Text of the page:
We went riding almost every weekend, and I soon learned that Jordan liked to ride where the wildlife was, off the trail and through thick brush. The arena-rider in me felt a little dazed and confused off-roading, but I got the hang of it. We did everything from climbing loose rockslides to swimming across a reservoir. One day I remember telling him that I wanted to go for an easy bareback ride. You know, just jump on bareback and walk around the neighborhood. We ended up climbing a mountain and I had to hug the mule’s neck just to stay on. We had very different ideas of an easy ride. And, it was with Jordan where I went on the scariest ride of my life on a mule I didn’t know along the red rock canyons of the Green River in southern Utah. I am pretty brave when it comes to riding, but that ride literally had me shaking. In short, we jumped down 6 ft ledges on the side of a very steep hill. Like, you couldn’t see the ground when jumping down the ledge. Oh, also, very tight switchbacks on the side of a cliff called “Shoot the Moon”. My mule liked to spin in circles on these tight switchbacks. I had never been so happy to get out of the saddle in my life!
Fast forward five years and now we have horses in Montana, if you didn’t know already. By now I am pretty well used to riding with the Man from Snowy River, but I feel sorry for new riders to join us on a “trail ride”. I also have to remind him that while Strider (who is now 17 and is not slowing down any time soon) has done this type of riding all of his life, Sego, who is only four, is still learning how to mountain climb. Before he took off for guiding, we rode part of the Continental Divide looking for elk. It was a very good climb on a very rocky trail, and yeah, we took a “short cut” back to camp which involved a few miles of very steep downhill riding (pro-tip: NEVER agree to take a “short cut” with Jordan!). Not only was it steep, but there was downfall the horses had to walk over. It was hard on Sego, I ended up getting off of her and hand leading her back to camp. When we reached camp at dark and unsaddled, I laughed. I should have known. Seg and I rested the next day at camp while Jordan and Strider hit the mountain again.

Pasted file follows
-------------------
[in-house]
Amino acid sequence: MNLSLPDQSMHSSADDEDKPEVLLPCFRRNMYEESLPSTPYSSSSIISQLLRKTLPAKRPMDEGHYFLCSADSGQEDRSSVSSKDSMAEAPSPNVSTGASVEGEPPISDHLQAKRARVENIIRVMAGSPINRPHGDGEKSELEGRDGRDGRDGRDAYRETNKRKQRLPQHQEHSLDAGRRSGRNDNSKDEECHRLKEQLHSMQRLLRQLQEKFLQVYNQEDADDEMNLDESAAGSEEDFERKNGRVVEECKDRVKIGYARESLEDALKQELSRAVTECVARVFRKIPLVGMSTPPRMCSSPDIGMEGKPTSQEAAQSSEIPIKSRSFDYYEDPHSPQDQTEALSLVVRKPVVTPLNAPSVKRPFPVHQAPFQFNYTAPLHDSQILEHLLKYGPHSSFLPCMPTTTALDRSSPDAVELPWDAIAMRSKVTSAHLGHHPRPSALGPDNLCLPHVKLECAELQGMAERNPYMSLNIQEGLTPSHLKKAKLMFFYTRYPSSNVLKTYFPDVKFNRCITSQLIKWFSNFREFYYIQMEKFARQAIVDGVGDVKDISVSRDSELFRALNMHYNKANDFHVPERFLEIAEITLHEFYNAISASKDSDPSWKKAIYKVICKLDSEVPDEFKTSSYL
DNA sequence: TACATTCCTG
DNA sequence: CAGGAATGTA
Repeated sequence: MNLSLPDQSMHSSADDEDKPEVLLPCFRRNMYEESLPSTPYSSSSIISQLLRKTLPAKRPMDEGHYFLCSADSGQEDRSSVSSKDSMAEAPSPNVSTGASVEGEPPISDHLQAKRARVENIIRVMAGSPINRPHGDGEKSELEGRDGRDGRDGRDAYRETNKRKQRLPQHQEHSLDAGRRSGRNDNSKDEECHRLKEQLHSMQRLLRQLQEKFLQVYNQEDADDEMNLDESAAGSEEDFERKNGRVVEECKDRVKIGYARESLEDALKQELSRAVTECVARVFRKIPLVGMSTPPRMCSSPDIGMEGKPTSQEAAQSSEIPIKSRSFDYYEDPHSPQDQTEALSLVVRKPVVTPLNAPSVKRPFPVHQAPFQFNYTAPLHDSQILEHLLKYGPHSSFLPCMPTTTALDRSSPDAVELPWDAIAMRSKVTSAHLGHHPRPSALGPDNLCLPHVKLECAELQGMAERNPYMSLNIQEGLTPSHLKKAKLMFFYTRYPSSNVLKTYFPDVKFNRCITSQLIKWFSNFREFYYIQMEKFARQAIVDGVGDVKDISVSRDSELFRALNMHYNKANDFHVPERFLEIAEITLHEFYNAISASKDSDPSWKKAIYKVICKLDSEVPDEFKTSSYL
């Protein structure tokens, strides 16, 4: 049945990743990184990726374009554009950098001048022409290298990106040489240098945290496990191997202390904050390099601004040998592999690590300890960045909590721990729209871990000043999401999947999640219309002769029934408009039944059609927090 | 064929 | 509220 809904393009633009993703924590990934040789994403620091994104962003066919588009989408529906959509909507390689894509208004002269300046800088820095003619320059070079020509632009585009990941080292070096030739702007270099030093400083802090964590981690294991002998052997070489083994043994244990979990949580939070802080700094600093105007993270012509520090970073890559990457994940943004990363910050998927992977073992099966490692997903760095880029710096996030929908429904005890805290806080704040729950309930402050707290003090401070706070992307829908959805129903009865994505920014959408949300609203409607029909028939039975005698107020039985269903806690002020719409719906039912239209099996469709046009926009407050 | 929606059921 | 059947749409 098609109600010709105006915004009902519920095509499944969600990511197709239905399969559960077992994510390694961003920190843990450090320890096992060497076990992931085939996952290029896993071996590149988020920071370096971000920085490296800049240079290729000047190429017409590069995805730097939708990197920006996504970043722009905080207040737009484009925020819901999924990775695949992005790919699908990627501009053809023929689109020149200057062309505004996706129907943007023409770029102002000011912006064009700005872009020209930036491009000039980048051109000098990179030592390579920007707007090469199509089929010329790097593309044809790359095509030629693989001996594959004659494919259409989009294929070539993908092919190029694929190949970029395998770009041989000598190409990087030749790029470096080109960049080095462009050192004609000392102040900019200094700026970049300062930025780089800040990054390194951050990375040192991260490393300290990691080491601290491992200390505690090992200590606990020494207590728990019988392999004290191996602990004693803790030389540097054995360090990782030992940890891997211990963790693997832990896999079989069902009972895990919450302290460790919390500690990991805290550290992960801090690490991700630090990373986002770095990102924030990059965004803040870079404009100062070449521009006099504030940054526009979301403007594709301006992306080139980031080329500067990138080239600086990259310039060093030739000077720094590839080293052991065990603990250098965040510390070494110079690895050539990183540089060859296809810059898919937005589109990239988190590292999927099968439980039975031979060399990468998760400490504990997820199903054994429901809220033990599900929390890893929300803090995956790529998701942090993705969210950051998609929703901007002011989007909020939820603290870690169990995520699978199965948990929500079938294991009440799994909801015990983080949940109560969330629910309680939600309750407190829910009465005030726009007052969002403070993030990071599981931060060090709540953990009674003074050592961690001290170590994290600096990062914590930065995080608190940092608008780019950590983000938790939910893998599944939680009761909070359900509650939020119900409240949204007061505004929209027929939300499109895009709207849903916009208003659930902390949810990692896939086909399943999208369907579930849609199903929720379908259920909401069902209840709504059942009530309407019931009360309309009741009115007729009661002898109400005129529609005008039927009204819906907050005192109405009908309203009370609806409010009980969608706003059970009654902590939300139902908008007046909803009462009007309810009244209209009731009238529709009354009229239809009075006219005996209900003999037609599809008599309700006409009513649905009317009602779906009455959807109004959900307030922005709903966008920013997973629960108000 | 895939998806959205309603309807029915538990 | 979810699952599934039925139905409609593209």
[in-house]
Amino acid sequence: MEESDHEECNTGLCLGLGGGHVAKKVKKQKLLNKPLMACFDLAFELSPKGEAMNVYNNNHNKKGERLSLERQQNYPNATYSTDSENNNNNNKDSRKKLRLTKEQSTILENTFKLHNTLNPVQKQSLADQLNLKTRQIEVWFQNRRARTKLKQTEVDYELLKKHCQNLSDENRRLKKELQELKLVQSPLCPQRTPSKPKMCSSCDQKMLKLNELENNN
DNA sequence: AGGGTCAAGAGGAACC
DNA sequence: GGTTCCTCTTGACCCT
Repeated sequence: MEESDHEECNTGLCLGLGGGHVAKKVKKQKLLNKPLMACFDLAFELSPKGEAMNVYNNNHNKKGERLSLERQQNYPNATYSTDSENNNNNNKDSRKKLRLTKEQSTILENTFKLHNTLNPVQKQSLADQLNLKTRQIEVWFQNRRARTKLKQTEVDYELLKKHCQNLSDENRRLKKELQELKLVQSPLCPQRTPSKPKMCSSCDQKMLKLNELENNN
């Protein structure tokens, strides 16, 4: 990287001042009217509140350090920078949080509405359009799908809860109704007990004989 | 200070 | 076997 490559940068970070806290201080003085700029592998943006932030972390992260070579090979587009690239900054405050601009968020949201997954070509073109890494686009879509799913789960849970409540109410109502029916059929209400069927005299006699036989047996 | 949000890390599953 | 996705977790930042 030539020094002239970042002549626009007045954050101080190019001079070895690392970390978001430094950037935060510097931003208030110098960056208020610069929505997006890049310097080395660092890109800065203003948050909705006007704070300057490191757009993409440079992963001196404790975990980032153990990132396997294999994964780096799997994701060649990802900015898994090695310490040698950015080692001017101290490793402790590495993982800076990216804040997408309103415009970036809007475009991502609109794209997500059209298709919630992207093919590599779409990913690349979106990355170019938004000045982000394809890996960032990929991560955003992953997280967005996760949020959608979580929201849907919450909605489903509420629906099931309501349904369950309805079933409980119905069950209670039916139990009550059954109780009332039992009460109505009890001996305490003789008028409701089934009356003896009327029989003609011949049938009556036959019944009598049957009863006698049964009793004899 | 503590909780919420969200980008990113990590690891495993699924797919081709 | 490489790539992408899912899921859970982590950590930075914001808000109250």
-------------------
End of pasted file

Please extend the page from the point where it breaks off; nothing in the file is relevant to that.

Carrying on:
Even after five years of marriage I still don’t think I’ve ever been on an easy ride with Jordan. I have to admit, though, now when I go “trail riding” with anyone else, it’s a little… uneventful? If I’m not following the Man from Snowy River or trotting the trails at an endurance pace, I get slightly bored. I keep trying to nudge Jordan into endurance, being as he is grossly good at anything he tries (and very competitive), he’d probably win, given that he was on a good horse. Strider could have been an amazing endurance horse if he could just keep his cool and pass vet checks (he’s kind of a hot mess). I told Jordan that we should do the Mongol Derby together, 600 miles on a wild pony. Sounds just like his cup of tea. If we can round up $20,000 to do it, we just might. Ha!